UMass Extension Fruit Advisor Program

Spotted Wing Drosophila (Drosophila suzukii)

Male Spotted Wing Drosophila (Drosophila suzukii)

Background

Spotted Wing Drosophila (Drosophila suzukii), SWD, is a recently introduced new species of fruit fly in the United States. It was first found on the west coast in 2008, but has rapidly colonized many fruit producing regions of the country. It was found in New England in late summer 2011 shortly after Hurricane Irene and caused significant crop damage in fall raspberries among other crops. While fruit flies (or vinegar flies) are nothing new in the US, this species is different in it's ability to infest healthy fruit. Other species typically infest over-ripe or damaged fruit. Females of this species have serrated ovipositors that can cut into healthy fruit to insert eggs. This can lead to problems with deteriorating fruit in the field or with customers who find multitudes of larvae in fruit after harvest.

Crops at Risk

This insect has a wide host range but is primarily a pest of berry crops and some stone fruits (cherry, nectarine, peaches), but may also be found in high tunnel tomatoes.

Crop Host Crop Host Wild Host
Apple Grapes American Pokeweed
Asian Pear Italian Plums Autumn Olive
Asian Plum Mulberries Beach Plum
Blackberries Nectarines Climbing Nightshade
Blueberries Peaches Crabapple
Boysenberries Persimmons Fox Grape
Cherries Plumcots Japanese Yew
Cold Hardy Kiwis Raspberries Kousa Dogwood
Elderberries Strawberries Porcilainberry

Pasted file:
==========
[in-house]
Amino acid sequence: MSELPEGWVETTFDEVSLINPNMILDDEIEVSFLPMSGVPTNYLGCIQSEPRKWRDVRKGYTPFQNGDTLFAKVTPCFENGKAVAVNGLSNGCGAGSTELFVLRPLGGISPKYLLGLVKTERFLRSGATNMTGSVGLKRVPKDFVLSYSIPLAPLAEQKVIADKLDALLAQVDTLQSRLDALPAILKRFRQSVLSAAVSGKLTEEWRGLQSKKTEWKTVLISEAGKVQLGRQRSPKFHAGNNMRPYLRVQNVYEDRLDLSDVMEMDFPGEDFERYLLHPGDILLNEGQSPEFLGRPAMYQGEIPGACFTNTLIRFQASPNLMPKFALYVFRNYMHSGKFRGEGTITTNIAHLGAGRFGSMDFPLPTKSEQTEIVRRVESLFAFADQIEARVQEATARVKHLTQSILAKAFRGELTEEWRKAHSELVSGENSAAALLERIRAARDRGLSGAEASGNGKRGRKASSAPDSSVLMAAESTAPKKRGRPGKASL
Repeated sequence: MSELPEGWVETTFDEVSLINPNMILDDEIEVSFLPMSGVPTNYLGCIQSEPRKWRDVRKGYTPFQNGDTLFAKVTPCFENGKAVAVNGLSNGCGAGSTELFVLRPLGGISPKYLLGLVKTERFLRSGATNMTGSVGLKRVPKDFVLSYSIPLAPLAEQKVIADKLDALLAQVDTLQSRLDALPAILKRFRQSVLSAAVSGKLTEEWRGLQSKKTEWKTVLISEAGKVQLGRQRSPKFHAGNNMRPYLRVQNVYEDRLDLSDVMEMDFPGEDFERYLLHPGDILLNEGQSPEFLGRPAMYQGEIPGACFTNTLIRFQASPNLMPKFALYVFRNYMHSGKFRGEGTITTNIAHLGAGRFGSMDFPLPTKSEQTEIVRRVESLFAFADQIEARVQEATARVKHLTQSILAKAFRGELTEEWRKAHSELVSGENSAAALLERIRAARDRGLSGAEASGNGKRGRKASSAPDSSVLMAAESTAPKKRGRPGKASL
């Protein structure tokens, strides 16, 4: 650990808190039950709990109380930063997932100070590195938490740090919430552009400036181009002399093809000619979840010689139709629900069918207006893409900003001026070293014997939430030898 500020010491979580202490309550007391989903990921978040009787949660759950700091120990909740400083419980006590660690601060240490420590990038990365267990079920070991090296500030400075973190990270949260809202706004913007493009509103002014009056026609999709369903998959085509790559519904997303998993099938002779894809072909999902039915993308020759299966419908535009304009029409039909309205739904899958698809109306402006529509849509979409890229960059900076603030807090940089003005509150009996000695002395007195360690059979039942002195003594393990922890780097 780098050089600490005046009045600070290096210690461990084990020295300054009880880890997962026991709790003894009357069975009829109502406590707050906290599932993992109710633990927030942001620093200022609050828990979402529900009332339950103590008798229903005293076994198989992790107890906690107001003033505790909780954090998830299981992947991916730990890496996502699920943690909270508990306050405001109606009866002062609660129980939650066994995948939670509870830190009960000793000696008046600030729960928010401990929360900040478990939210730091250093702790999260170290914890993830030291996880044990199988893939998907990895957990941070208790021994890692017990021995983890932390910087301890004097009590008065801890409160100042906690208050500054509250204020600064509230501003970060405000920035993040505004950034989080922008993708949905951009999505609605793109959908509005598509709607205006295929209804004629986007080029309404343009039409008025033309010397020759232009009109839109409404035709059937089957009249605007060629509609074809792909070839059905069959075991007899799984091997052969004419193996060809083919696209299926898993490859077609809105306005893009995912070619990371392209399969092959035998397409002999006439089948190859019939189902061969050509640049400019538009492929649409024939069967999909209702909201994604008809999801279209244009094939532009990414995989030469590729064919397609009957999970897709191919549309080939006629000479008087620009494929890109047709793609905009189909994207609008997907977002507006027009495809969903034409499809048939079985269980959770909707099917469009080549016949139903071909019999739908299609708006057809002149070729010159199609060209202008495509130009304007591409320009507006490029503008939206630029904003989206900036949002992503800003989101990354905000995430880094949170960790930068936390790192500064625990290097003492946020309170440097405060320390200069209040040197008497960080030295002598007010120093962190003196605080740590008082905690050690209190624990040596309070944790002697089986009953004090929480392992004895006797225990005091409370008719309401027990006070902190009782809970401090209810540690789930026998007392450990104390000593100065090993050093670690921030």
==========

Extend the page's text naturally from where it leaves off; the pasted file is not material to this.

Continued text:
Tomatoes Wild Rose

Identification/Lifecycle

The first step in dealing with this new pest is identification. Spotted Wing Drosophila is a small vinegar fly. Both males and females have red eyes. Males have two spots on their wings, which is a key identifying feature. Females lack the wing spots but have a robust and serrated ovipositor that distinguishes them from other species of fruit fly. Seeing the ovipositor requires some magnification; a hand lense will do.

  • Overwinter as adults and maybe pupae in leaf litter, duff, and rotting fruit
  • Adult flies live for up to 2 weeks
  • Females can lay 300 eggs
  • Can develop from egg to adult in as little as 8 days
  • Likely to have over 10 generations per growing season

Damage:

  • Females lay eggs in fruit
  • Larvae eat flesh, which renders it unmarketable or causes customer discontent (infested fruit ‘melts down’ in 2 days)
  • Egg laying introduces fungal pathogens, which rot fruit

Significance:

  • Unlike other fruit flies, SWD attacks sound ripening fruit
  • Once eggs laid in fruit, no longer able to control with pesticides
  • Short lifecycle and overlapping generations make spray timing difficult
  • Requires sprays near harvest time
  • Requires multiple sprays which can lead to pesticide resistance

Management:

Monitoring

  • Use traps to establish presence and abundance of SWD
  • Set traps out prior to fruit ripening to establish onset of infestation
  • Check traps frequently (at least once per week)
  • Replaice bait weekly to maintain effectiveness (don't dump old bait on ground; remove from field)

Identification

  • Use sticky cards inside traps or sieve contents to and check to confirm presence of SWD (males are easiest to see)